Steinel HL 2010 E Heat Set Gun




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    Please note that the Steinel 2010E heat gun is discontinued and available while supplies last.  



NOTE: 50 yd orders contain two 25 yd rolls

  • Exclusive DuraTherm™ heating element ensures long life and even heat 
  • Great for "setting" the vinyl after vehicle wrapping.
  • Temperature selection in 10° F increments from 120-1150° F with LCD display
  • 3 fan speeds: 3.6, 10.6 and 17.6 CFM 
  • Kit includes attachments to disperse heat and carrying case. 
  • Use the IR Temperature Gun and Steinel Heat Gun to check for adequate post heat levels LCD display shows current heat setting


Torch vs. Electric

Which type of heat gun should you use? A torch or an electric heat gun? Some venues that you wrap at will simply not allow torches because of the flame. Most wrappers who prefer electric heat guns like the wider penetration of the heat and the ability to control the temperature for longer periods such as during post heat. Some also consider electric heat guns safer than torches. Those wrappers who prefer torches, stress the portability (no cords) and the ability to have more precise control of the heat. Torches also cool down quicker therefore preventing accidental burning of your vinyl wrap if it touches your heat tool. So, which should you buy? You will probably end up having both in your wrap tool chest.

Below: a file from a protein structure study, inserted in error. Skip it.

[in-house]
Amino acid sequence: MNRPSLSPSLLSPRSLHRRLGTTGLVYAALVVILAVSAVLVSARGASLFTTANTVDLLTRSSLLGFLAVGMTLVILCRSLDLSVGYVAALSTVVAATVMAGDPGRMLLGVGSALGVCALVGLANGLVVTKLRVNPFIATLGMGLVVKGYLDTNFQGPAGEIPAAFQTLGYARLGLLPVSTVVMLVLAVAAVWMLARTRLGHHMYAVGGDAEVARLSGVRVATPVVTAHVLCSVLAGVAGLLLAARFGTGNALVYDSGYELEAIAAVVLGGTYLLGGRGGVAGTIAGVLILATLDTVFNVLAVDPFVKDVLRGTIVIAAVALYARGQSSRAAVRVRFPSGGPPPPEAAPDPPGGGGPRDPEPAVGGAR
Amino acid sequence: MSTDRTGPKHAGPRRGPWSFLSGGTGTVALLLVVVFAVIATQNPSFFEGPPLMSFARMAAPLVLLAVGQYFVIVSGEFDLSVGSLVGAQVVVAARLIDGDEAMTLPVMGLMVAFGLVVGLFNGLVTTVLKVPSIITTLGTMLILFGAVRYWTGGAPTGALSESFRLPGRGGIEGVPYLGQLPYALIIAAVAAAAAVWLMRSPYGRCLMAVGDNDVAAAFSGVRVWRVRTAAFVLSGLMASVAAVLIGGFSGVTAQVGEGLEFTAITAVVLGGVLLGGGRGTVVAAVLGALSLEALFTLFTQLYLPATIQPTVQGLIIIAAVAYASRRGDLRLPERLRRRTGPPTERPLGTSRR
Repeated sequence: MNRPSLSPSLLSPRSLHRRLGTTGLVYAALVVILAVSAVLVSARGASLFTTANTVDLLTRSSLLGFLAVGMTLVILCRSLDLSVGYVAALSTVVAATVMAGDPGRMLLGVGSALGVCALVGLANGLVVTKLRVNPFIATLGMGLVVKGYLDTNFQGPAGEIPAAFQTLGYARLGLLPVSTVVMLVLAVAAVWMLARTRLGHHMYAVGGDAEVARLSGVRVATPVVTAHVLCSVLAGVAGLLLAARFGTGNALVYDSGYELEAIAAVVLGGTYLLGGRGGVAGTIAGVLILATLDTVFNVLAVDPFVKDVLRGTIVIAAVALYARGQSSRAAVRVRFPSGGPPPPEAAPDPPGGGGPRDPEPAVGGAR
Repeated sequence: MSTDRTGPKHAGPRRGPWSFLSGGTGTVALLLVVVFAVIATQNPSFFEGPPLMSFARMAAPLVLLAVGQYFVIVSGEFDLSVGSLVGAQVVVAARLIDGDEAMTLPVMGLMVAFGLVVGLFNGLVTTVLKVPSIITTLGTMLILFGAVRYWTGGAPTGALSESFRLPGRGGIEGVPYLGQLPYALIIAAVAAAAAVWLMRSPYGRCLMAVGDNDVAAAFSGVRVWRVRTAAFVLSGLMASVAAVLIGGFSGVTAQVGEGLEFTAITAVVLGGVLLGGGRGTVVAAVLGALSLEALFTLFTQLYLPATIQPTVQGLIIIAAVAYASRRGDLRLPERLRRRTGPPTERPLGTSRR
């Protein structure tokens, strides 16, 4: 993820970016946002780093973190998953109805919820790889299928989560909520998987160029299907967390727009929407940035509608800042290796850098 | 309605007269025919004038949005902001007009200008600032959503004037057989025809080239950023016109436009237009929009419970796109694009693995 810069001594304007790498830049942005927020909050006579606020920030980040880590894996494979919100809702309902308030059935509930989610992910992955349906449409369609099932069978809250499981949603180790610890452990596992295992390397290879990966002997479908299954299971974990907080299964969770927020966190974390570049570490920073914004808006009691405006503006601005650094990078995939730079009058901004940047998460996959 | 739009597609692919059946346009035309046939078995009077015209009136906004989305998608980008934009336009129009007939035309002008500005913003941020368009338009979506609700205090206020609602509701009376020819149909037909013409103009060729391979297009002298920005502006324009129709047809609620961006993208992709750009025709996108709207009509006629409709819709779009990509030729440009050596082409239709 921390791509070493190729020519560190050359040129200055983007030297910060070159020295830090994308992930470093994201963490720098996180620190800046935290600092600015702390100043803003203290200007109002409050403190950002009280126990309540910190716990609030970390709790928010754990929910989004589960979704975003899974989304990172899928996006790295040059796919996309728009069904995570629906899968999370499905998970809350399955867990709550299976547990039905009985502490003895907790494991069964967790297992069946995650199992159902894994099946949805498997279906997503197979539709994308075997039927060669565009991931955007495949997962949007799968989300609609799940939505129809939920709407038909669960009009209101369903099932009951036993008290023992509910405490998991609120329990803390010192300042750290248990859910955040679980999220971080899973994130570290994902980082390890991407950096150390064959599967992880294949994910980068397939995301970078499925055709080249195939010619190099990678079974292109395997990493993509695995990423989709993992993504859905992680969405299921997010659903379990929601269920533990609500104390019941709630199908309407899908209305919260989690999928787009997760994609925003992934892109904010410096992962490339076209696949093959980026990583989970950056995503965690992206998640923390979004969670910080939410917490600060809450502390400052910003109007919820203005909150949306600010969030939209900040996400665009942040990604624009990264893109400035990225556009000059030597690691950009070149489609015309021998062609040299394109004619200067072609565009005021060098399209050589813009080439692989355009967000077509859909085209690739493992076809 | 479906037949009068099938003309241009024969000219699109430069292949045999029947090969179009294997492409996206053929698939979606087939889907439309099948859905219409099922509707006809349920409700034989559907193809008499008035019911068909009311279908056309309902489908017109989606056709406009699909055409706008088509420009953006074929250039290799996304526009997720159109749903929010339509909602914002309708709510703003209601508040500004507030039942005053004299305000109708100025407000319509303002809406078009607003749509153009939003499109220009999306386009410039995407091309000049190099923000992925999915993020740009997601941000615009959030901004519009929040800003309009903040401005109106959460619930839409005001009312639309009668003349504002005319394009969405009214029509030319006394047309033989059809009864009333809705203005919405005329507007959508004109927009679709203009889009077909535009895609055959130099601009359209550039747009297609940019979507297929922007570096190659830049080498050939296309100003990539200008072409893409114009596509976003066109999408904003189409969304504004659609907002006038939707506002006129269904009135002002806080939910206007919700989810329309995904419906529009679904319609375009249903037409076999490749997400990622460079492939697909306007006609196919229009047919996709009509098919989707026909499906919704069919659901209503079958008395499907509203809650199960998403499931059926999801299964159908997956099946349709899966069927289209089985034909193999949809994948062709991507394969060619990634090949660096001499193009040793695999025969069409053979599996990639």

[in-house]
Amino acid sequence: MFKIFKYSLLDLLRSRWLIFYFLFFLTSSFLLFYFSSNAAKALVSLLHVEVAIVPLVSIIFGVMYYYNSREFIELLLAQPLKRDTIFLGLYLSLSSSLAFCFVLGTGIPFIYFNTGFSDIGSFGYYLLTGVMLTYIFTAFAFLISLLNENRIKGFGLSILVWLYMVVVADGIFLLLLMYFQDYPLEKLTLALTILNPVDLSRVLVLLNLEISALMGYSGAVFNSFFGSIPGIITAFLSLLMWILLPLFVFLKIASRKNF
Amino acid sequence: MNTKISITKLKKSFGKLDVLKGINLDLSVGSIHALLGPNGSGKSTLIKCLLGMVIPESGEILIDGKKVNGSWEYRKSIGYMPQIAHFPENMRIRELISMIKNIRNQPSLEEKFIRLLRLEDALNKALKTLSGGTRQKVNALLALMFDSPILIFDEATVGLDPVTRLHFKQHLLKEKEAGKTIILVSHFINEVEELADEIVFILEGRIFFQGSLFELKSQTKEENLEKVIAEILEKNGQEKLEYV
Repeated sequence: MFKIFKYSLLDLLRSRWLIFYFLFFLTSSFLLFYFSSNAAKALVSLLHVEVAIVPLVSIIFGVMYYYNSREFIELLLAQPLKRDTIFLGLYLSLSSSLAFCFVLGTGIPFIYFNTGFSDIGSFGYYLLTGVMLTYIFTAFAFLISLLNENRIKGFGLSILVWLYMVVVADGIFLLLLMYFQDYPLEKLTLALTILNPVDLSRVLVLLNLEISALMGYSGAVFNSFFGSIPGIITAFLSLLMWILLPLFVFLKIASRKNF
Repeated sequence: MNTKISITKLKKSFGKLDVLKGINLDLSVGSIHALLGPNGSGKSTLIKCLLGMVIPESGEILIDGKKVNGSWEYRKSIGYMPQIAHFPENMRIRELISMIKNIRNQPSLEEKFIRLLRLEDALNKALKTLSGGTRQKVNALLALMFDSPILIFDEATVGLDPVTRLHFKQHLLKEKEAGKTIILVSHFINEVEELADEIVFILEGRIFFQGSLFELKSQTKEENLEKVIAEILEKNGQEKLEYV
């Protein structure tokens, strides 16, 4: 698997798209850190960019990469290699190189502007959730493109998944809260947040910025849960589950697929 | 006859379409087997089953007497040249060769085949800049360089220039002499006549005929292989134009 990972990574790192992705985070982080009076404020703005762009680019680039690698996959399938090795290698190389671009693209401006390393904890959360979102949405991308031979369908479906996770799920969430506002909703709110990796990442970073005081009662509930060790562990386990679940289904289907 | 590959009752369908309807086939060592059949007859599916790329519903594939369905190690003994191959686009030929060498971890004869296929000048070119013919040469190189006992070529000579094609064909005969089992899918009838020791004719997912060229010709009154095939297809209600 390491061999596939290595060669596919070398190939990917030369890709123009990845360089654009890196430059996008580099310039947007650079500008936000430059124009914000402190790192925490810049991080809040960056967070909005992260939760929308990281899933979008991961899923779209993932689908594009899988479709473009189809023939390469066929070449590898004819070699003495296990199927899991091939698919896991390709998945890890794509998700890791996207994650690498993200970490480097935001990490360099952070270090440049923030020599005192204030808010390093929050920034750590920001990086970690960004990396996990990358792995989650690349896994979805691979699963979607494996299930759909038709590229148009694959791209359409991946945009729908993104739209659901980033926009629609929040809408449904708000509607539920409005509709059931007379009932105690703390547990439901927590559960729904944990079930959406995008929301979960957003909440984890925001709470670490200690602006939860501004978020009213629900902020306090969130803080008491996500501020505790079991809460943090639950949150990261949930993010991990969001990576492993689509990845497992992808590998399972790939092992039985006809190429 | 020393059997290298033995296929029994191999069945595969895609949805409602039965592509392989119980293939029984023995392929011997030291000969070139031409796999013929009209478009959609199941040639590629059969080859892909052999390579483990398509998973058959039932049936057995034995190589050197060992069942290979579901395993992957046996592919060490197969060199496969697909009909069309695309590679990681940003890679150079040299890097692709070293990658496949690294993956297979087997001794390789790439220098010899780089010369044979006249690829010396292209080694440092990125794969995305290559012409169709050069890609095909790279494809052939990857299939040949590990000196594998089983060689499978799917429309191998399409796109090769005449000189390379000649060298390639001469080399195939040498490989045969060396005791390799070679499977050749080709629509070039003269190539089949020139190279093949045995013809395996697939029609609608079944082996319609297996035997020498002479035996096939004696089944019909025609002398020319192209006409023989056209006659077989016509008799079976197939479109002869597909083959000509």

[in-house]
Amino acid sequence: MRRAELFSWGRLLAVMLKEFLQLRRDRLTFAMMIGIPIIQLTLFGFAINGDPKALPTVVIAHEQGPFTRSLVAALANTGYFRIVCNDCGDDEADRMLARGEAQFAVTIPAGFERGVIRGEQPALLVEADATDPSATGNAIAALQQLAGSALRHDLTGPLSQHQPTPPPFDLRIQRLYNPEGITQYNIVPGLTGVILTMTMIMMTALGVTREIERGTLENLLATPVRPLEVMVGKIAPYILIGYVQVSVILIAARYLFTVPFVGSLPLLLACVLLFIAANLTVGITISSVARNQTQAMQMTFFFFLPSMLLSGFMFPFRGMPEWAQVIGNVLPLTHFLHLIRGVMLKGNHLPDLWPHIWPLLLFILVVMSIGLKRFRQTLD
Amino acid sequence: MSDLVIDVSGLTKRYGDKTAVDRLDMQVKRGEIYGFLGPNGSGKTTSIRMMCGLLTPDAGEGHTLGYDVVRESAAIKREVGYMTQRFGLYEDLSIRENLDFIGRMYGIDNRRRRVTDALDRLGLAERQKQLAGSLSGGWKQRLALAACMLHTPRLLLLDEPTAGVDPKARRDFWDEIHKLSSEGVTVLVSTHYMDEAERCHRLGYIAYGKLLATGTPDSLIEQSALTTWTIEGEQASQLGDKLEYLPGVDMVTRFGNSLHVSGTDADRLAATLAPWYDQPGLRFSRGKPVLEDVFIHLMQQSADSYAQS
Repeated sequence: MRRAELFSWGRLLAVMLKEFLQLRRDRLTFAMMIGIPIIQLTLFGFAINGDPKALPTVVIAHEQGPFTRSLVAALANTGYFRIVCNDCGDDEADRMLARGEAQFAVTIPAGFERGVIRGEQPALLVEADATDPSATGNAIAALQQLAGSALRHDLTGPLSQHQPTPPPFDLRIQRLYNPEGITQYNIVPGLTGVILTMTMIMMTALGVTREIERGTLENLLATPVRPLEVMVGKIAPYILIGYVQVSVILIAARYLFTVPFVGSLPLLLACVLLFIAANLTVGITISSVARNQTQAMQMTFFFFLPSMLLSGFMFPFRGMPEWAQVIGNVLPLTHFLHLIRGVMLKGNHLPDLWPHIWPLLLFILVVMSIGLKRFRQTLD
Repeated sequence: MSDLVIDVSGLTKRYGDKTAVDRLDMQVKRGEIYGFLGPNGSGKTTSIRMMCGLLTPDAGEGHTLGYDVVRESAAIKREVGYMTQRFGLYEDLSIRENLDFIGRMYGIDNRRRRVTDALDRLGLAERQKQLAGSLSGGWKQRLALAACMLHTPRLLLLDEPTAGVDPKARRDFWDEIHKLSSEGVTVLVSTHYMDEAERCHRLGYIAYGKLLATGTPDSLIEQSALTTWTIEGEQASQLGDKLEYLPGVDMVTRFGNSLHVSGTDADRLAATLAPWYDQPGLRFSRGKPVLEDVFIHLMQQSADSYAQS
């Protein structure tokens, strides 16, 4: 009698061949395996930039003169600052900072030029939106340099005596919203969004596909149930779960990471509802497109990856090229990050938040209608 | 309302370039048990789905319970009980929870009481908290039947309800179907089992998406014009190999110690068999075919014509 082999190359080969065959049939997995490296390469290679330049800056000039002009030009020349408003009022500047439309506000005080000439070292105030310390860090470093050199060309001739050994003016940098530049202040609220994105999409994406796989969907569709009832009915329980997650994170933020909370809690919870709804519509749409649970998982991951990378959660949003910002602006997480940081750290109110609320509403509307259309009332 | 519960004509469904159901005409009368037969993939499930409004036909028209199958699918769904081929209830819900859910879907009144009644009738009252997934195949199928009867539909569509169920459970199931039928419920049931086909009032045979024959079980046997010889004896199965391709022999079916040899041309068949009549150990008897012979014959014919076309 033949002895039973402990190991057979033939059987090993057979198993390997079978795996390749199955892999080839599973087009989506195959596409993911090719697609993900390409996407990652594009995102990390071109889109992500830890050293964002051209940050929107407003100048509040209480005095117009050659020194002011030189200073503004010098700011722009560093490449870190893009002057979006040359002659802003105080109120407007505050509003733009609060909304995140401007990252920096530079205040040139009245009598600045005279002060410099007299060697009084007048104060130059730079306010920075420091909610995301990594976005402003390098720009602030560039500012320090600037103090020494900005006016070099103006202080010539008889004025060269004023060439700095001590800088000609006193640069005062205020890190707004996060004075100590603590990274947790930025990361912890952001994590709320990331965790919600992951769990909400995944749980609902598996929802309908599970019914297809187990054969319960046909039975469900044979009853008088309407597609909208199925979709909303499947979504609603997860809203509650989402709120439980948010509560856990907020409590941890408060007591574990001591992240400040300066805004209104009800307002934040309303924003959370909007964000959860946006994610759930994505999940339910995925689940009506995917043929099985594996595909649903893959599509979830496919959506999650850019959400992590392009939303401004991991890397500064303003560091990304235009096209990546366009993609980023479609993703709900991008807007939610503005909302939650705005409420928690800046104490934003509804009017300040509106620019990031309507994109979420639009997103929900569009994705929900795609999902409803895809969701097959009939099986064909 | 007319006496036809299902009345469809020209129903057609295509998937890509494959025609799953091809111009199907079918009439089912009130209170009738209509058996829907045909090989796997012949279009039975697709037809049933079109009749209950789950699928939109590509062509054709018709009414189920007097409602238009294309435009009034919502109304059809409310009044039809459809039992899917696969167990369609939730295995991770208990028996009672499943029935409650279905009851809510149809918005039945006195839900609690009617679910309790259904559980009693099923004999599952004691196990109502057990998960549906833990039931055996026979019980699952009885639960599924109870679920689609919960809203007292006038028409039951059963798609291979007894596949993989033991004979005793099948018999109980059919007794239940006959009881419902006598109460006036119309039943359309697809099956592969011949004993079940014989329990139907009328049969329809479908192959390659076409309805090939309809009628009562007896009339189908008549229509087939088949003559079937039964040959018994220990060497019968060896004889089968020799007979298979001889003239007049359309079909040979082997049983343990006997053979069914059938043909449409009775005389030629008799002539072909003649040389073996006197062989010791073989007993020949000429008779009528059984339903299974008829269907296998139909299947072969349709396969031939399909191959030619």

Most Wrap Installers Use Heat

"Whether you use a torch or a heat gun on your wraps, heat is an important part of any wrap. Heat can be used to make pressure sensitive vinyl conformable around curves, rivets, and other irregular surfaces. Post heat is also a critical step when doing vehicle wraps to help "set" the vinyl. Direct heat should especially be applied to areas where the vinyl has been stretched. Slowly move the heat source across these areas until the Mastercool Infrared Temperature Gun reads no more than 200 degrees Fahrenheit (most manufacturers recommend not heating vinyl beyond 200 degrees), then move the heat source approximately one inch every two to three seconds. This technique relaxes the stress on the vinyl caused by stretching, which will help prevent lifting and tenting. Finally, heat is often used to remove a wrap, especially in cold environments. Heat allows the vinyl to come off faster and improves the ability to remove the adhesive with the vinyl instead of leaving adhesive on the surface which would require even more labor to remove."

WARNING: Do not use heat sources near gas tanks or flammable substance